Today’s English listening mp3 lesson is going to talk about the English language used when talking about taxes and how people in the UK are discussing who is and how we are going to pay for the enormous costs associated with dealing with the pandemic and the impact of shutting the UK economy down.
UK has the 5th largest economy
in the world in 2020/21. In 2018, the UK government thought it would spend around £842 billion pounds of taxpayer’s money for 2019-2020. The government expected to borrow around £55 billion and yet here we are in 2021 and the total amount borrowed so far is £394 billion pounds, wow!
UK Taxes in 2020 will be £57 billion lower, and spending £281 billion higher if that was my household budget, I’d be anxious.
It looks like the UK has had to over spend by
£300+ billion in a single year, and the country is already talking about how are we going to pay for this?
It was way back in 1789 that Franklin said you can only be certain of two things in life, death and taxes. Government comes at a cost, a significant cost, and the everyday decisions we hear on the TV or radio almost always result in someone having to pay more in taxes. The pandemic is no different.
Our new Constitution is now established, and has an appearance that promises permanency; but in this world nothing can be said to be certain, except death and taxes.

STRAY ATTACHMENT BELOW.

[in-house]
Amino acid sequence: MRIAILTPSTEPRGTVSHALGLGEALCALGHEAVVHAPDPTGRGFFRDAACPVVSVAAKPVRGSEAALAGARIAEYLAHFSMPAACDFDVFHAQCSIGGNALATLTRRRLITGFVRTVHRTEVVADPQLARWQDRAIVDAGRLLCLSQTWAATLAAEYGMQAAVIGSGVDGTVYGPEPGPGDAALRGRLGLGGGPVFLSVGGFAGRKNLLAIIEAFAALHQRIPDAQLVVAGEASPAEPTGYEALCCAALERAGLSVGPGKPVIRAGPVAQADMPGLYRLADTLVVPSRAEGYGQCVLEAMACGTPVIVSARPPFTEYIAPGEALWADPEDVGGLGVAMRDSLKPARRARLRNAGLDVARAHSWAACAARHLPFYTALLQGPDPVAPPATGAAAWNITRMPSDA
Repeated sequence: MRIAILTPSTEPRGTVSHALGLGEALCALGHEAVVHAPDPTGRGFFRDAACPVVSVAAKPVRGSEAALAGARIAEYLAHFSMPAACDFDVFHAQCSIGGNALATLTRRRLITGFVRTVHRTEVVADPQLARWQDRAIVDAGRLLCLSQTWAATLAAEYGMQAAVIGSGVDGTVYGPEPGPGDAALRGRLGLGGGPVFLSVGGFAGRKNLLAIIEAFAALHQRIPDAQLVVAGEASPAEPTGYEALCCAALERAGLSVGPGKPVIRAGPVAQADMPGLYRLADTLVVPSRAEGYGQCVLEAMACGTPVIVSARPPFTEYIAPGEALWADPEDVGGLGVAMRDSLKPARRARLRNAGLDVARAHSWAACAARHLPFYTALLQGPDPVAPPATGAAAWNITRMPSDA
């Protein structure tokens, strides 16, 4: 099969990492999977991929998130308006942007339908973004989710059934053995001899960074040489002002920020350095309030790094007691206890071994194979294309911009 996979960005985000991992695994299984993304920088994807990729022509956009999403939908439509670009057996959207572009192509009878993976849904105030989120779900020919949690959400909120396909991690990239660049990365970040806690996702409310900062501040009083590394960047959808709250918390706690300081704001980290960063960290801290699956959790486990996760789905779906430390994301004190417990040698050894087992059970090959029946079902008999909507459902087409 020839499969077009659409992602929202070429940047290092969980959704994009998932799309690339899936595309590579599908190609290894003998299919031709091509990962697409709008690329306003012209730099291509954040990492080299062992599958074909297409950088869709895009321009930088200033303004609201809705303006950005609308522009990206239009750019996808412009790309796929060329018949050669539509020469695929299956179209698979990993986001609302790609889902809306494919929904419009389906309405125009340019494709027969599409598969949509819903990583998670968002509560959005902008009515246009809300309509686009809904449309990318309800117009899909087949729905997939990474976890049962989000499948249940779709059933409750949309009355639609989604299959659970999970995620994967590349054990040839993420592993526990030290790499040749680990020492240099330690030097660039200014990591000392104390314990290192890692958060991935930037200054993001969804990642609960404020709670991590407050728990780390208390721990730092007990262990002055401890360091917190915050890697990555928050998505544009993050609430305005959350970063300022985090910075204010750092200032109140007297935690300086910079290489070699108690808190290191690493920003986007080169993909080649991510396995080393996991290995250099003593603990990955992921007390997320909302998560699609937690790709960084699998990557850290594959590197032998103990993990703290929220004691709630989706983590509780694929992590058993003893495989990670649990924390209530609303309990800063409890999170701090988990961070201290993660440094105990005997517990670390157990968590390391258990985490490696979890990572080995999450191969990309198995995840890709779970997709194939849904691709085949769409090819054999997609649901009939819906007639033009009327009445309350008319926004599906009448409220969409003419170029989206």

⭐ Benjamin Franklin
Dire Vaccine Billion Wealth Simplistic Constitution Permanency
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So it’s the start of January and we are still in pandemic. Brexit is complete – we’ve left the European Union. And it’s time for a reassessment of where we are going, what direction we are heading in? Many people are hopeful that the dire situation – ‘dire’, DI-R-E means bad – the ‘dire’ situation in the UK and around the world will be improving over the next couple of months.
We’ve got the even nastier virus that transmits more easily, going round in most of the UK, but also the vaccine roll out continues. So there’s good and there’s bad news in the situation. And although I think we’ll be locked down for the months of January and February (why would they not? Those are most people’s least favourite months anyway, so there’s a sense that we’re not really missing that much!) - despite this, most people feel hopeful because of the vaccine programme.
I say ‘most people’. There are some who’re not convinced that it’s good. Either because they suspect the vaccine may not work or that the benefit will not last very long – and you’ll need to be re-vaccinated. Or they think that there may be too many people with a bad reaction to it.